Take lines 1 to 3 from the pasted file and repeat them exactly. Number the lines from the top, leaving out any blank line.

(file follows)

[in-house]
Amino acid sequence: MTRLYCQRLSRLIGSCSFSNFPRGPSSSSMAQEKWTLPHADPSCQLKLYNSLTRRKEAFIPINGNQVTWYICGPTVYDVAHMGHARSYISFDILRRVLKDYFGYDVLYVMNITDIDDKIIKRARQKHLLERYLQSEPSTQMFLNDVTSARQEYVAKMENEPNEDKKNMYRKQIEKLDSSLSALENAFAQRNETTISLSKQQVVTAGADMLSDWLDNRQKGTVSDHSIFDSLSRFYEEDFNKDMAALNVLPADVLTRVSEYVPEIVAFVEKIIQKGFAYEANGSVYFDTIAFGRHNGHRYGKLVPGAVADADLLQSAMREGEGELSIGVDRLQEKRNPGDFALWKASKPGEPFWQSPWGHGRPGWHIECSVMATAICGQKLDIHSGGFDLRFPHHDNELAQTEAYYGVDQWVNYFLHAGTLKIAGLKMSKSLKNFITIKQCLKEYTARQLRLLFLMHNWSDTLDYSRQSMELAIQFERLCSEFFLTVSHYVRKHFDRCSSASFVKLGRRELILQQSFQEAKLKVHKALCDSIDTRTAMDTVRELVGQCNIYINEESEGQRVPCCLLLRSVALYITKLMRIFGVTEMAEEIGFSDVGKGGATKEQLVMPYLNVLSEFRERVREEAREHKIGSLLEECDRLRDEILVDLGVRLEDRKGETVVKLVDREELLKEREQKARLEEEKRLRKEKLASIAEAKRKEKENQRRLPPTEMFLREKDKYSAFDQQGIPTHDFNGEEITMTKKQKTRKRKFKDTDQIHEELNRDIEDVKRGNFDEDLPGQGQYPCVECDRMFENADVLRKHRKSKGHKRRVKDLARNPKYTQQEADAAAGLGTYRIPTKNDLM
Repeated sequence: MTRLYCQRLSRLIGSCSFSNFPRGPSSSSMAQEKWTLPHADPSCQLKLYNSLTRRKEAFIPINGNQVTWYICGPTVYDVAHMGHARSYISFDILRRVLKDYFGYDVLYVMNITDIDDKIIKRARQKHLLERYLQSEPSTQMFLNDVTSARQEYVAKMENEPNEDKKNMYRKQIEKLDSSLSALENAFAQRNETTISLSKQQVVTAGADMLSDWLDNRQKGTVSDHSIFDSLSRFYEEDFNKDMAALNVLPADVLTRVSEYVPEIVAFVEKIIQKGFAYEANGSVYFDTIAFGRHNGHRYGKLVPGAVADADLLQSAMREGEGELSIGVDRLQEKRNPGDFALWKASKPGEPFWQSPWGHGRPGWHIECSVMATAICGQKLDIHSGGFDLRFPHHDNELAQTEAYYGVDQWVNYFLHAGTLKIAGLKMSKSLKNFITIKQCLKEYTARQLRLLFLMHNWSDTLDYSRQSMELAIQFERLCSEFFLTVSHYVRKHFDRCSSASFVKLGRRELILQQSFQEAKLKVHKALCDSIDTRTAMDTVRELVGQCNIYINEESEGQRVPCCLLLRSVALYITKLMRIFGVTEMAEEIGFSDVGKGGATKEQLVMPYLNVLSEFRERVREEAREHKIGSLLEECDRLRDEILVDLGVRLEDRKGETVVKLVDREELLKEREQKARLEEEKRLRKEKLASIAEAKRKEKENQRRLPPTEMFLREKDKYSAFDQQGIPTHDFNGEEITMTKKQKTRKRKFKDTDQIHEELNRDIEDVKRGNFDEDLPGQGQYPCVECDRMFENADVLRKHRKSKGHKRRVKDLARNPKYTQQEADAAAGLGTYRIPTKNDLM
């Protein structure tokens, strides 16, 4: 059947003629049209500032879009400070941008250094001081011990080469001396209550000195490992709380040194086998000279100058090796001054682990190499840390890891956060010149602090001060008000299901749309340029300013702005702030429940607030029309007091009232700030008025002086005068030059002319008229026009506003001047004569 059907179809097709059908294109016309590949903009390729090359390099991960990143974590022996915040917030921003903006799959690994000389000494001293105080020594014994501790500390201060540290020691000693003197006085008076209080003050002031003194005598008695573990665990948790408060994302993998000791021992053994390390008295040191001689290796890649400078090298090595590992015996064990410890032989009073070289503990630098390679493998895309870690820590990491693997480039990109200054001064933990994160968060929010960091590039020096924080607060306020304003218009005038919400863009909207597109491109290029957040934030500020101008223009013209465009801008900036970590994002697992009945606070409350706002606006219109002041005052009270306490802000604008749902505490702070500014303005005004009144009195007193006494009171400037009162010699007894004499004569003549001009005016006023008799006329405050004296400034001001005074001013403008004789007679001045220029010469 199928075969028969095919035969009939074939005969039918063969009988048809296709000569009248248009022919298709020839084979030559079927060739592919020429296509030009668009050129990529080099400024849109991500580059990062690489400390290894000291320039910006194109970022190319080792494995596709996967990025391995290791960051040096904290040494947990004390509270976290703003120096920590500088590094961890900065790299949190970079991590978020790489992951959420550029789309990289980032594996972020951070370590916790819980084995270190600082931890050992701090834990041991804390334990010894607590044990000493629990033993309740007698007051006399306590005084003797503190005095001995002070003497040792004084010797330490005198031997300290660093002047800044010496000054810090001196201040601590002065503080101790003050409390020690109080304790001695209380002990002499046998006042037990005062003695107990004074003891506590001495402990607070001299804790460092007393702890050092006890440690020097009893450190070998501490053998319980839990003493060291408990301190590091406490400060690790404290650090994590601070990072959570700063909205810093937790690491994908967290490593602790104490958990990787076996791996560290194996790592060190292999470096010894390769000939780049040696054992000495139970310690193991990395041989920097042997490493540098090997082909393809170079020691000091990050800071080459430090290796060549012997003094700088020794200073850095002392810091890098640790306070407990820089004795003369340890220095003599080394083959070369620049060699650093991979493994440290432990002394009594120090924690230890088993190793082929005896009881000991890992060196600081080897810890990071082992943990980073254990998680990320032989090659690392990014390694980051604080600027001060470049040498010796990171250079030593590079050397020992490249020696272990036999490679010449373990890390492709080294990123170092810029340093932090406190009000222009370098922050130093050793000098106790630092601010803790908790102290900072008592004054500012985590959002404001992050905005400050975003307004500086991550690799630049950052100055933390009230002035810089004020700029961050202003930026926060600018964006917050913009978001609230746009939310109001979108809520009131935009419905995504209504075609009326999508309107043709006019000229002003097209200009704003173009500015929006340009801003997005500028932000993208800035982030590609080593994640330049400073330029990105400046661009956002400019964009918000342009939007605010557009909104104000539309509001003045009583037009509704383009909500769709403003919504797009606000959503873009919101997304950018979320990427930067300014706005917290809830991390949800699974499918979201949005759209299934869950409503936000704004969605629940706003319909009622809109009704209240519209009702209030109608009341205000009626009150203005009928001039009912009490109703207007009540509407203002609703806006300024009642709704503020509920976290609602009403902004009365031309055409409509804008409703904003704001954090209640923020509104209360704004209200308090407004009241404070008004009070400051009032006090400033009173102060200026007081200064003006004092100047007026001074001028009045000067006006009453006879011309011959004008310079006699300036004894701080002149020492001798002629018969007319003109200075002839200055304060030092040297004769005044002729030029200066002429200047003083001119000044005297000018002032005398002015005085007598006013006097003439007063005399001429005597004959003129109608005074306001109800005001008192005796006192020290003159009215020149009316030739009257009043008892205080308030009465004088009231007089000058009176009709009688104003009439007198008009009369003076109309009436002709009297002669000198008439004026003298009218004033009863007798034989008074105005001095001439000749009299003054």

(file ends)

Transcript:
[in-house]
Amino acid sequence: MTRLYCQRLSRLIGSCSFSNFPRGPSSSSMAQEKWTLPHADPSCQLKLYNSLTRRKEAFIPINGNQVTWYICGPTVYDVAHMGHARSYISFDILRRVLKDYFGYDVLYVMNITDIDDKIIKRARQKHLLERYLQSEPSTQMFLNDVTSARQEYVAKMENEPNEDKKNMYRKQIEKLDSSLSALENAFAQRNETTISLSKQQVVTAGADMLSDWLDNRQKGTVSDHSIFDSLSRFYEEDFNKDMAALNVLPADVLTRVSEYVPEIVAFVEKIIQKGFAYEANGSVYFDTIAFGRHNGHRYGKLVPGAVADADLLQSAMREGEGELSIGVDRLQEKRNPGDFALWKASKPGEPFWQSPWGHGRPGWHIECSVMATAICGQKLDIHSGGFDLRFPHHDNELAQTEAYYGVDQWVNYFLHAGTLKIAGLKMSKSLKNFITIKQCLKEYTARQLRLLFLMHNWSDTLDYSRQSMELAIQFERLCSEFFLTVSHYVRKHFDRCSSASFVKLGRRELILQQSFQEAKLKVHKALCDSIDTRTAMDTVRELVGQCNIYINEESEGQRVPCCLLLRSVALYITKLMRIFGVTEMAEEIGFSDVGKGGATKEQLVMPYLNVLSEFRERVREEAREHKIGSLLEECDRLRDEILVDLGVRLEDRKGETVVKLVDREELLKEREQKARLEEEKRLRKEKLASIAEAKRKEKENQRRLPPTEMFLREKDKYSAFDQQGIPTHDFNGEEITMTKKQKTRKRKFKDTDQIHEELNRDIEDVKRGNFDEDLPGQGQYPCVECDRMFENADVLRKHRKSKGHKRRVKDLARNPKYTQQEADAAAGLGTYRIPTKNDLM
Repeated sequence: MTRLYCQRLSRLIGSCSFSNFPRGPSSSSMAQEKWTLPHADPSCQLKLYNSLTRRKEAFIPINGNQVTWYICGPTVYDVAHMGHARSYISFDILRRVLKDYFGYDVLYVMNITDIDDKIIKRARQKHLLERYLQSEPSTQMFLNDVTSARQEYVAKMENEPNEDKKNMYRKQIEKLDSSLSALENAFAQRNETTISLSKQQVVTAGADMLSDWLDNRQKGTVSDHSIFDSLSRFYEEDFNKDMAALNVLPADVLTRVSEYVPEIVAFVEKIIQKGFAYEANGSVYFDTIAFGRHNGHRYGKLVPGAVADADLLQSAMREGEGELSIGVDRLQEKRNPGDFALWKASKPGEPFWQSPWGHGRPGWHIECSVMATAICGQKLDIHSGGFDLRFPHHDNELAQTEAYYGVDQWVNYFLHAGTLKIAGLKMSKSLKNFITIKQCLKEYTARQLRLLFLMHNWSDTLDYSRQSMELAIQFERLCSEFFLTVSHYVRKHFDRCSSASFVKLGRRELILQQSFQEAKLKVHKALCDSIDTRTAMDTVRELVGQCNIYINEESEGQRVPCCLLLRSVALYITKLMRIFGVTEMAEEIGFSDVGKGGATKEQLVMPYLNVLSEFRERVREEAREHKIGSLLEECDRLRDEILVDLGVRLEDRKGETVVKLVDREELLKEREQKARLEEEKRLRKEKLASIAEAKRKEKENQRRLPPTEMFLREKDKYSAFDQQGIPTHDFNGEEITMTKKQKTRKRKFKDTDQIHEELNRDIEDVKRGNFDEDLPGQGQYPCVECDRMFENADVLRKHRKSKGHKRRVKDLARNPKYTQQEADAAAGLGTYRIPTKNDLM